Mitra warning on fuel price
Spiralling oil prices could slow down the economy and make trade and investment unviable, Bengal finance minister Amit Mitra said on Wednesday, a day after the state effected a token Re 1 cut in petrol and diesel prices.
- Published 13.09.18
Calcutta: Spiralling oil prices could slow down the economy and make trade and investment unviable, Bengal finance minister Amit Mitra said on Wednesday, a day after the state effected a token Re 1 cut in petrol and diesel prices.
Mitra said the Reserve Bank of India would soon be forced to raise interest rates to fight the high fuel price-led inflationary expectation, which is hurting small businesses.
Speaking at the annual general meeting of the Bengal Chamber of Commerce & Industry, Mitra accused the NDA government of complete mismanagement of the oil issue, by not taking adequate measures when global crude prices were low.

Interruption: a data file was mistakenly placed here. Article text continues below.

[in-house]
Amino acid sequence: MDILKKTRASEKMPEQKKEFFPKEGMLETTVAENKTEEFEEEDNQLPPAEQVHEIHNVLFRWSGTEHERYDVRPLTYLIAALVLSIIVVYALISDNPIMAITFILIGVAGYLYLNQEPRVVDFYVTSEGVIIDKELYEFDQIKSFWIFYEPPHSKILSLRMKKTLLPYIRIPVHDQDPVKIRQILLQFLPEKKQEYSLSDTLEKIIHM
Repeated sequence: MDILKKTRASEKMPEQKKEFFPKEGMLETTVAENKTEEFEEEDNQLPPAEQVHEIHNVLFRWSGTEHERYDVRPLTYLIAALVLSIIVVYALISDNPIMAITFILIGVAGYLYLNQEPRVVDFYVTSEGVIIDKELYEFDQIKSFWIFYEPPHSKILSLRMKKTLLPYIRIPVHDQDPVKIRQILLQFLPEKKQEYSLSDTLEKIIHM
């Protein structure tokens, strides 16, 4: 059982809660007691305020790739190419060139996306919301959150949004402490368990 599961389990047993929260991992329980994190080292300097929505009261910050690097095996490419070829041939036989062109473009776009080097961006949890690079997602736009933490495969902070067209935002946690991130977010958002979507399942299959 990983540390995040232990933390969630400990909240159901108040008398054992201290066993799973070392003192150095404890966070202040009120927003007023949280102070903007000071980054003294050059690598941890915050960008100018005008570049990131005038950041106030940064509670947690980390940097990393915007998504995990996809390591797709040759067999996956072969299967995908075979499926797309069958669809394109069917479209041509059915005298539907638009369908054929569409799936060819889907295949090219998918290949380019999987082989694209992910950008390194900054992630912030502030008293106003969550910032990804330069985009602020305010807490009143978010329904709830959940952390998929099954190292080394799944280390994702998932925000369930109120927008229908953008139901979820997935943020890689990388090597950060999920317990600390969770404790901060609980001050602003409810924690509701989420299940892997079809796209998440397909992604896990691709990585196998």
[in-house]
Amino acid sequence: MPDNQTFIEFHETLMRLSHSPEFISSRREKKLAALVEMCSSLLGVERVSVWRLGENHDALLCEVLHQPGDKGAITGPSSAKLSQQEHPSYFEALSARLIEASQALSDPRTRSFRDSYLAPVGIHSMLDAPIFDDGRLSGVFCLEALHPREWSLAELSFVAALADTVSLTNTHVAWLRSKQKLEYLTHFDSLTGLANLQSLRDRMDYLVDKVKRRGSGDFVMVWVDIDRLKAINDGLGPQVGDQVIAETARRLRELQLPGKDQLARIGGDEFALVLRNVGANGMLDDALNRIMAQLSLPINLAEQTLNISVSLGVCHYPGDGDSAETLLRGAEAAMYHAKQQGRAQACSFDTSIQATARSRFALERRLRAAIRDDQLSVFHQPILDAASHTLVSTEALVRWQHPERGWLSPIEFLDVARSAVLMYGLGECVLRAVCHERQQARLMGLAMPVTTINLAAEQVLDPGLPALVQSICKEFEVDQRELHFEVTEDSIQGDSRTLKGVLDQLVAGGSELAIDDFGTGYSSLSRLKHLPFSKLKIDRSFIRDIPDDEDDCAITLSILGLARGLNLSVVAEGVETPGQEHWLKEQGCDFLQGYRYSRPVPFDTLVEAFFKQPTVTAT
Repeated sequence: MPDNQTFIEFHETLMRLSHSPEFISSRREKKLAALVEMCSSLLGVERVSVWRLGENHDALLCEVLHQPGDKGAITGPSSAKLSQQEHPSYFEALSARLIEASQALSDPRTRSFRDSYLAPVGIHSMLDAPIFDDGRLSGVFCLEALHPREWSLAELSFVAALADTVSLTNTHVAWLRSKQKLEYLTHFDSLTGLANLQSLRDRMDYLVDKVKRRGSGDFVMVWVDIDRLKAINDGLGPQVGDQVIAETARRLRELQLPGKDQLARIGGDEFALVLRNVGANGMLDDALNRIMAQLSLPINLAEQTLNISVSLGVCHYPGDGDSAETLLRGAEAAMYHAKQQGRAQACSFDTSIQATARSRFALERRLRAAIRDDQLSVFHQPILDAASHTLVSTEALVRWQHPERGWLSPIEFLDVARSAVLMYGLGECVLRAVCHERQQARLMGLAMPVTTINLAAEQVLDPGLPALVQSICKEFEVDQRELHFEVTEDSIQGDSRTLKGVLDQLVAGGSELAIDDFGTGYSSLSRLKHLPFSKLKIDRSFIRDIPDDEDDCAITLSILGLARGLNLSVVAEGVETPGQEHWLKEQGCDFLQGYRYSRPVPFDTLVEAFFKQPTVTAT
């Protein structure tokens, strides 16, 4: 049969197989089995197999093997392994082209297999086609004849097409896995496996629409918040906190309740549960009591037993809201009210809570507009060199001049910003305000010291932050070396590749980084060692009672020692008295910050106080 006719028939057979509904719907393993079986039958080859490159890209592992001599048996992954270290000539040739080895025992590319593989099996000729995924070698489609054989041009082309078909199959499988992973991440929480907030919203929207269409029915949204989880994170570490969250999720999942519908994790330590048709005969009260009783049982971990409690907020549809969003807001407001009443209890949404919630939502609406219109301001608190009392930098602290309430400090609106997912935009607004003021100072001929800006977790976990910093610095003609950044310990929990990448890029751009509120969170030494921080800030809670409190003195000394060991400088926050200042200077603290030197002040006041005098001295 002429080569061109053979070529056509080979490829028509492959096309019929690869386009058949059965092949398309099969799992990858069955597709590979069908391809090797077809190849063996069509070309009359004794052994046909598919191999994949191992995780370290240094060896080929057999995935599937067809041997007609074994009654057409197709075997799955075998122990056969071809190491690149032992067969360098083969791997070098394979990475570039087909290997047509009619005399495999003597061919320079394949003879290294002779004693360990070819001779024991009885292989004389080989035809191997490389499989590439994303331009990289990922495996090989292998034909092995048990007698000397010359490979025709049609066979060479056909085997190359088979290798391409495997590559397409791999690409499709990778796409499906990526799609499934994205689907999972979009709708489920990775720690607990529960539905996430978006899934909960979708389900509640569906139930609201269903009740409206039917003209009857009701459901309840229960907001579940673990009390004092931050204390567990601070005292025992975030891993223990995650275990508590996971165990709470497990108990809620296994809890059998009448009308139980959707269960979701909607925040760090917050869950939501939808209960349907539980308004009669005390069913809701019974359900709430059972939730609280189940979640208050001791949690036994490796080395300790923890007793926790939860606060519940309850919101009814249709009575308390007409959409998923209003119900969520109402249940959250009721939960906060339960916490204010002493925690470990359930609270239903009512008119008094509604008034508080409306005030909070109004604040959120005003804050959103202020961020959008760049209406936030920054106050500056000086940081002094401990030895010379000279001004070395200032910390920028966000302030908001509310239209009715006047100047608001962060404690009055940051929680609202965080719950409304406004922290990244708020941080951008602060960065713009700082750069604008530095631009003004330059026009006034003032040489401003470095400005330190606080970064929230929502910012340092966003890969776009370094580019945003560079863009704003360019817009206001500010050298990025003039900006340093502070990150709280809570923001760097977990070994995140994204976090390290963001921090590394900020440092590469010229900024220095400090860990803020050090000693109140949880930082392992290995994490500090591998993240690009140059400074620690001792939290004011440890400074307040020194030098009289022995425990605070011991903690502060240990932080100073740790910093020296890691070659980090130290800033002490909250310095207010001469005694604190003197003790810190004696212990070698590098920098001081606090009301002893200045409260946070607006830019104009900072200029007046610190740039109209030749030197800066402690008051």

Mitra drew attention to the strategic oil reserve that the United States had built in the 1970s after the oil shock (Libya crisis). Those reserves in Texas and Louisiana hold over 700 million barrels of oil, which is equal to meet the country's requirement for 60 days.
"India too has a 5.33 million barrel reserve. It could be 10 days at best. Why did not the Government of India further strengthen the reserves during the time crude oil prices fell? So when oil prices are high, you could use it for certain purposes," Mitra asked.
He alleged that the Centre did not look ahead.
"Why not a fuel price stabilisation fund. When oil prices were low, you should have created the buffer. When prices go up, you can use it," Mitra asked.
High oil prices and the sinking rupee against the dollar would stoke inflation leading to the RBI increasing its rates, he said. "Projects may not be viable when RBI hardens the rate. The GDP growth will be negatively hit, it is my big concern.
Noted economist Ashok V Desai, who also spoke at the BCCI meeting, said the government should not tinker with taxes when crude oil goes up or down because nobody can predict it. "The government should keep a constant tax," he said.